Thankful for this post from Derrick Bledsoe:

I have not always been a fan of horror movies. Perhaps it was a mix of legalism coupled with an exposure to a more lurid kind of horror (read: the Saw franchise), but it wasn’t until all that long ago that I truly began to appreciate the art of great storytelling from the likes of A24. Directors such as Robert Eggers and Ari Aster have figured out that true terror is not evoked primarily through gore, but by tapping into more lucid dangers that threaten us on a day-to-day level.

Now, being an evangelical pastor, I should add: this is not the most popular confession. There is a sort of stigma, especially in my denomination (I like to say, “I’m Baptist, I’m just not mad about it”), to avoid such malevolent influence. And yet, there is embedded in some of these horror movies much needed warnings to Christians today, and to that end, horror movies serve a role that many movies of other genres fail to achieve. The Witch (stylized as The VVItch) is one such film worthy of consideration.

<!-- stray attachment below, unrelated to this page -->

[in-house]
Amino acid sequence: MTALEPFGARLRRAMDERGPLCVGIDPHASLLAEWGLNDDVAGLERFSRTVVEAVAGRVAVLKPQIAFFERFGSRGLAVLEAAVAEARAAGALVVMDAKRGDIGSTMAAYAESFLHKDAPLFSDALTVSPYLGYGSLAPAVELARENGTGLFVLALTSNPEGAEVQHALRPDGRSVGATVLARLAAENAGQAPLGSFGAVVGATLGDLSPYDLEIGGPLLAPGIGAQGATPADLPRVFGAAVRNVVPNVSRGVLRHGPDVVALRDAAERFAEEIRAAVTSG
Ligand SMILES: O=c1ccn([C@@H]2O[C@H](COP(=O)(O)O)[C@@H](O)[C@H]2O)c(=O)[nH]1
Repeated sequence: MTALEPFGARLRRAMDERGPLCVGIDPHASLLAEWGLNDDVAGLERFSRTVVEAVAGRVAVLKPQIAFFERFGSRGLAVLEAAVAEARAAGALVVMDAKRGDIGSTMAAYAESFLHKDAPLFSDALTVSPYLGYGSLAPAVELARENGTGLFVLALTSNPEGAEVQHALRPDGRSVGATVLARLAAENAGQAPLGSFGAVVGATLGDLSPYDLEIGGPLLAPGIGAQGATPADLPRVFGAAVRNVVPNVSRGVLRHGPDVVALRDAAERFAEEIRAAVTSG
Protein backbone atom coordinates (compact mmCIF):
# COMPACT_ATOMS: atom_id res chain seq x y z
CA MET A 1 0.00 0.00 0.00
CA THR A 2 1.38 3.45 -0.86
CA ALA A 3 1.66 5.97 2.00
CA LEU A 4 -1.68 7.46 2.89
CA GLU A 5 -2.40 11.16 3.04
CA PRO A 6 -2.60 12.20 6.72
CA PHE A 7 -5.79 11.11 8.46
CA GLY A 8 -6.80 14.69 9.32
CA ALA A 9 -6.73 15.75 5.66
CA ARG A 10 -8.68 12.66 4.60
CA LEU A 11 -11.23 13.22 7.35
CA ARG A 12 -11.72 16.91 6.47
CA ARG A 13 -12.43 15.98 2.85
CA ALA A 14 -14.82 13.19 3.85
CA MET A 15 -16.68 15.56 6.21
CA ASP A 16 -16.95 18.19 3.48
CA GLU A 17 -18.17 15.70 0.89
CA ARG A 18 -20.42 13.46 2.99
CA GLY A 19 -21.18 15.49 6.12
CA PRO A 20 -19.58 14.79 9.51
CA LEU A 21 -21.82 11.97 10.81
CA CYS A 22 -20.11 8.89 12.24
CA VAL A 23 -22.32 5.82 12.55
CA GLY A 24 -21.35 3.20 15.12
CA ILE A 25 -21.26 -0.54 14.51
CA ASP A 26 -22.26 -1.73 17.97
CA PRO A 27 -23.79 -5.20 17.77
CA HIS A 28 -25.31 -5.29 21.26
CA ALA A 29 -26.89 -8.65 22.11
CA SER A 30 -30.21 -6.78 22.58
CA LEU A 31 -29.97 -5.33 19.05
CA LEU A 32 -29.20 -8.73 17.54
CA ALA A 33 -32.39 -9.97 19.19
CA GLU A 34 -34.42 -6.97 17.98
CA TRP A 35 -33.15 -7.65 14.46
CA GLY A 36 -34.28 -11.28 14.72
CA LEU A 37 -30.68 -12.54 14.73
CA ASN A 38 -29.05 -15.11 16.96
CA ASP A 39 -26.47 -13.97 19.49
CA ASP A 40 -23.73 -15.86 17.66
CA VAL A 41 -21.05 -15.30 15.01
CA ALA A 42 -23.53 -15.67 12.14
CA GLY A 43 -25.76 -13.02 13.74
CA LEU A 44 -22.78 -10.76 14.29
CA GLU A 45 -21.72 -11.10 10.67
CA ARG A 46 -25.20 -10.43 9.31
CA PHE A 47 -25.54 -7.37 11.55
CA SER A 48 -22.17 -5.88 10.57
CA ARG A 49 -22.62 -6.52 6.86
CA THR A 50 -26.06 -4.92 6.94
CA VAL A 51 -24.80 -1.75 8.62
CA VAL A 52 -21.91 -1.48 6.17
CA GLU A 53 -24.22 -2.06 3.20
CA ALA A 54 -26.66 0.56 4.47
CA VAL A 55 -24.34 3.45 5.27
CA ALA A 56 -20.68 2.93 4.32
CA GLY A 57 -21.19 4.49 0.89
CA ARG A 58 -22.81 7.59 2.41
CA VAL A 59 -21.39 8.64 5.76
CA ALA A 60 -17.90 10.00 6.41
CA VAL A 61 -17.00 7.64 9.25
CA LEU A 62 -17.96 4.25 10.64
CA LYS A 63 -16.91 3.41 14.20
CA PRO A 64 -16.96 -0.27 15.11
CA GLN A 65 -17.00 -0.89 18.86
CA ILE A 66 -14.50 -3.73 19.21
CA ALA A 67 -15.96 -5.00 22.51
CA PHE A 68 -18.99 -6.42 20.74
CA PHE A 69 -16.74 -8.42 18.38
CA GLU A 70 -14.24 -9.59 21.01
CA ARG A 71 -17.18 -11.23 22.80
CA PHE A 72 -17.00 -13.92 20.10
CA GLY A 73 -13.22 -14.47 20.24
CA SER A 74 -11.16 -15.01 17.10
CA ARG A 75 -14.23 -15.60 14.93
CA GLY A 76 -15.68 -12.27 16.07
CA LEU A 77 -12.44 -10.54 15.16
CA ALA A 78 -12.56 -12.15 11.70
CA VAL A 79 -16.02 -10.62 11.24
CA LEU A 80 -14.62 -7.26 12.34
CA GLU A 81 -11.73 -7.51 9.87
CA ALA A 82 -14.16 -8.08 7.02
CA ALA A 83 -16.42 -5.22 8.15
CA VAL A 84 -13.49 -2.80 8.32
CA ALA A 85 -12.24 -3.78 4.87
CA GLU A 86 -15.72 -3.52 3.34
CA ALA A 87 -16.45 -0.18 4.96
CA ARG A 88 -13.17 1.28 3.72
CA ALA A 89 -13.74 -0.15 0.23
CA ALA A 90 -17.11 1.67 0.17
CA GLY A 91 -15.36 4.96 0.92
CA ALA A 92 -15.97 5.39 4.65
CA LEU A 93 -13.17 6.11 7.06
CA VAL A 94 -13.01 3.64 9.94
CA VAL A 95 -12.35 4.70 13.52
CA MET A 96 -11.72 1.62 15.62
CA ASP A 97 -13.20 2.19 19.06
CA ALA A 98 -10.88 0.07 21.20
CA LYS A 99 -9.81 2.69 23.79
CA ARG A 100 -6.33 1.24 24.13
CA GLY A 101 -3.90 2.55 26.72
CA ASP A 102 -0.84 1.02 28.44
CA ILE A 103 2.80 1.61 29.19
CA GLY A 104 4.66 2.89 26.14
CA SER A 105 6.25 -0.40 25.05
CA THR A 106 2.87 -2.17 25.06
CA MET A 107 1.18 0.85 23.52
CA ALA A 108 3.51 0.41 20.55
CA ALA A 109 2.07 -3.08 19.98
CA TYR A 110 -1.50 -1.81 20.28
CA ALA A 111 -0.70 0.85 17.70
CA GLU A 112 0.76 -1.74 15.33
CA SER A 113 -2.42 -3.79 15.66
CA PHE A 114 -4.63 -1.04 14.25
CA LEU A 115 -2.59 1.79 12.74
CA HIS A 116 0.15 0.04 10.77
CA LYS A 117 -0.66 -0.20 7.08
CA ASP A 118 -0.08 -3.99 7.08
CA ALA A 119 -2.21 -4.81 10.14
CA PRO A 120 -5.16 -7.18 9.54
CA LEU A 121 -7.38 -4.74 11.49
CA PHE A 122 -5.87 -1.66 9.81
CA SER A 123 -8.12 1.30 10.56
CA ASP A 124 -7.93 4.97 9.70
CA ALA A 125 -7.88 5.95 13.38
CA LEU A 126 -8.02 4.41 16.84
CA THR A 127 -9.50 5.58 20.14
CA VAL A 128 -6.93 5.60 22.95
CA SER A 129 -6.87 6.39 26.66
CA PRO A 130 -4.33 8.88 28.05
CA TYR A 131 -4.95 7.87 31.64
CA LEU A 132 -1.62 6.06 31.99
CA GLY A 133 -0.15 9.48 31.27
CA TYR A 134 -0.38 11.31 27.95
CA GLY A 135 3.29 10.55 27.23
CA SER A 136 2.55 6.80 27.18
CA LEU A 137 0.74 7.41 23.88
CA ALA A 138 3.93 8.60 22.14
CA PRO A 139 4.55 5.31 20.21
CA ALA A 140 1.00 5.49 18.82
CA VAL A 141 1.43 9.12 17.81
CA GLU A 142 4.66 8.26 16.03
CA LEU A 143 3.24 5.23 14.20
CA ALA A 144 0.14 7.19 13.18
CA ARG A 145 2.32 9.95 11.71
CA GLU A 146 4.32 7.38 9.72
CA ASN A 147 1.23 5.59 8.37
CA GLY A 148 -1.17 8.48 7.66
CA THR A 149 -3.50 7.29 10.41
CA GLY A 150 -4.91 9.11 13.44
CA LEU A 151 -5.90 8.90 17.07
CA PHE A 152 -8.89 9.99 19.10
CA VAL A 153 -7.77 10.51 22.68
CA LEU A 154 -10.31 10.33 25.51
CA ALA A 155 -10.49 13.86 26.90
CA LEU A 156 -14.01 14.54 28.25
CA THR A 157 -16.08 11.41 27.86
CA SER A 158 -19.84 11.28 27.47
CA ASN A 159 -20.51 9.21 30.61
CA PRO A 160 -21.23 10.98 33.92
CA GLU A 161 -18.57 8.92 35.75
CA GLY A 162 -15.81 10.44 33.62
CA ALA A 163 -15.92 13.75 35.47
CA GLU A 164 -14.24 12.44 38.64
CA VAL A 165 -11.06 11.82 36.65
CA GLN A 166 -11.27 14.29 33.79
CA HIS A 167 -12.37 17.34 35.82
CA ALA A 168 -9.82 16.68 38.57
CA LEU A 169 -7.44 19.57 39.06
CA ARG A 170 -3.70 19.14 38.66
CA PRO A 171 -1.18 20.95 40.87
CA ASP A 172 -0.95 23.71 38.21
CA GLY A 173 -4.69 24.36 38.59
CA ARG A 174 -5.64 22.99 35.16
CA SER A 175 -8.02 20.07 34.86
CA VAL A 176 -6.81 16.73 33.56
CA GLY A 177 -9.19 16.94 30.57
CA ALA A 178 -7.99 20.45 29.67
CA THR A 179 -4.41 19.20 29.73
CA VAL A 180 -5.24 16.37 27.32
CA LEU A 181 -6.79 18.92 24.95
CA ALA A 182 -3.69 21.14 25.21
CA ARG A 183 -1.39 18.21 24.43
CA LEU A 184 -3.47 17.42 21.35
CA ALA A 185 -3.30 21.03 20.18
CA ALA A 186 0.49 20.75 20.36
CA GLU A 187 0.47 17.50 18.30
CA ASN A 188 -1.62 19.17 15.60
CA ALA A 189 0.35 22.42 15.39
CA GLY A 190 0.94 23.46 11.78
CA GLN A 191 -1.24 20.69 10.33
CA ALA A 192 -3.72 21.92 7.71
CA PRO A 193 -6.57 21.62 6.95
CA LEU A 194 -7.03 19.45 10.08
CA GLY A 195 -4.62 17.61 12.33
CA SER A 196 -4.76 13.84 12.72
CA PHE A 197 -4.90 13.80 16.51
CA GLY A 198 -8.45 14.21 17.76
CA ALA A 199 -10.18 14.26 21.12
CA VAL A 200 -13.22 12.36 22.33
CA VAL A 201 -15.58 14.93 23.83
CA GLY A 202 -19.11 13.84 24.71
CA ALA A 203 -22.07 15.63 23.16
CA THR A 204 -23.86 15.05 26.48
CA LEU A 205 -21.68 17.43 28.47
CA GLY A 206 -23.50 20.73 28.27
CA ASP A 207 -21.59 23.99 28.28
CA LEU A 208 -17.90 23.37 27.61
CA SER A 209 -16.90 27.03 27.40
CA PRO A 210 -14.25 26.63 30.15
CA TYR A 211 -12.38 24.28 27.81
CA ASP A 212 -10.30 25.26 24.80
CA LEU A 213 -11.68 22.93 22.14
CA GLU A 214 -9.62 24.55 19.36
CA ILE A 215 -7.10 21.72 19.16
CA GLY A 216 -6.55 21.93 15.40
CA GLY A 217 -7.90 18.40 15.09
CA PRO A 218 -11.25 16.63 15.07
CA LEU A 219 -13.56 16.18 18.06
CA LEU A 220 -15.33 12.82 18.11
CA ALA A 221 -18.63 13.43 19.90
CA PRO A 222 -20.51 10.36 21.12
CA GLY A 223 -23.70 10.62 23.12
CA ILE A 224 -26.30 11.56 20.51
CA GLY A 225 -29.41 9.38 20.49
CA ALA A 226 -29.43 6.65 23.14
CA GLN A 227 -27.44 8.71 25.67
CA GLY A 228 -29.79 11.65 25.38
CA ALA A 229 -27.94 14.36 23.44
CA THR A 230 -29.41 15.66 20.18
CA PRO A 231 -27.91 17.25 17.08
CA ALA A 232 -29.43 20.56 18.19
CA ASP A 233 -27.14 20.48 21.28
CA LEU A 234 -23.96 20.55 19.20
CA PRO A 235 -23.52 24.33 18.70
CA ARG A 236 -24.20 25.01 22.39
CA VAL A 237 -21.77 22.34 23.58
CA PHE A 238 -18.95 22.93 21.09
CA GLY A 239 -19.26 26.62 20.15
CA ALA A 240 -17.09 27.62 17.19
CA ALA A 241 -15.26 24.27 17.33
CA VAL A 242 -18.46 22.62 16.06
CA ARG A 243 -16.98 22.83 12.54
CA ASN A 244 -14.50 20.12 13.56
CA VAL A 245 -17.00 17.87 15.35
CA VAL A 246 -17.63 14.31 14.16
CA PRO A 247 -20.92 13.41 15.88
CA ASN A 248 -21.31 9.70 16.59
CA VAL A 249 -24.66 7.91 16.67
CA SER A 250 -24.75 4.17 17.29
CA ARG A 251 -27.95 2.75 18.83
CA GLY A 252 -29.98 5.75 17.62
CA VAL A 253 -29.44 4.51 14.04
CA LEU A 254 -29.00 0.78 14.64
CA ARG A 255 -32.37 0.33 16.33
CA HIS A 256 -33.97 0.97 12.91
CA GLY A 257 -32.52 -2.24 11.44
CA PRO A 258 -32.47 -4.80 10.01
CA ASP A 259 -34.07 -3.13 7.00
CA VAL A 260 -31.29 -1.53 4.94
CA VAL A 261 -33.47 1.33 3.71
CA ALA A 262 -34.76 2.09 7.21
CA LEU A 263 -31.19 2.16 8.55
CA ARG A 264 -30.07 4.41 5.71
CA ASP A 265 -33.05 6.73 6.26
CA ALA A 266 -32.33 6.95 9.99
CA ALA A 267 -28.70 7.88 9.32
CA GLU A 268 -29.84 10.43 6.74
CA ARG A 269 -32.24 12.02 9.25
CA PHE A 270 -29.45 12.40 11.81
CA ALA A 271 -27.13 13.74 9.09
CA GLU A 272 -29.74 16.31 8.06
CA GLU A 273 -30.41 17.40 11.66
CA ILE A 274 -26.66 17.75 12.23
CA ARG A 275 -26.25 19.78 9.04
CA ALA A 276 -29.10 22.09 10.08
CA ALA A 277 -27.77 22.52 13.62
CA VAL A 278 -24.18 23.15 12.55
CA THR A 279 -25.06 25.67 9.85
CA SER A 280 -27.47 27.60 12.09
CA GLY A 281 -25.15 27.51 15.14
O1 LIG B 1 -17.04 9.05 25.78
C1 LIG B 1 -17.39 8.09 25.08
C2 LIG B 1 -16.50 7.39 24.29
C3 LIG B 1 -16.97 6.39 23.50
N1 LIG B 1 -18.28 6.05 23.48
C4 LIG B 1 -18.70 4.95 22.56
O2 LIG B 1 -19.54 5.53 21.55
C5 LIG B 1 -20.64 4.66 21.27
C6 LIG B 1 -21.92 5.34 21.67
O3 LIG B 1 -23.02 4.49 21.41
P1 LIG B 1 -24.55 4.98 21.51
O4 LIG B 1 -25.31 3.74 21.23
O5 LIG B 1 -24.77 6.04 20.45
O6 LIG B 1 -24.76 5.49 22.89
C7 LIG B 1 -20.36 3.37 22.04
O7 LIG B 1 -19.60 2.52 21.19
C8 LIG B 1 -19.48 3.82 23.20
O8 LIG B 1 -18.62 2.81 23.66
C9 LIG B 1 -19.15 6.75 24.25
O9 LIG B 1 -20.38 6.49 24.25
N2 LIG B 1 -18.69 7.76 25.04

*If you haven’t seen the movie yet, and don’t want any spoilers, stop reading here

Directed by Robert Eggers and released in 2015, The Witch was lauded by critics as a truly great film. A perfunctory viewing of the movie tells a pretty simple story: a Puritan family in New England in the 1630s is terrorized by a witch who kidnaps and kills their infant son. They are then tormented by Satan himself in the form of a goat named Black Phillip, and ultimately torn apart (somewhat literally), before the eldest daughter is drawn into the dark coven in the surrounding woods. It’s visually simple and yet hauntingly stunning. There is great tension developed throughout the movie between multiple members of the family as a result of resentment and bitterness for various failures, all of which are highlighted by the secrets that they keep from one another.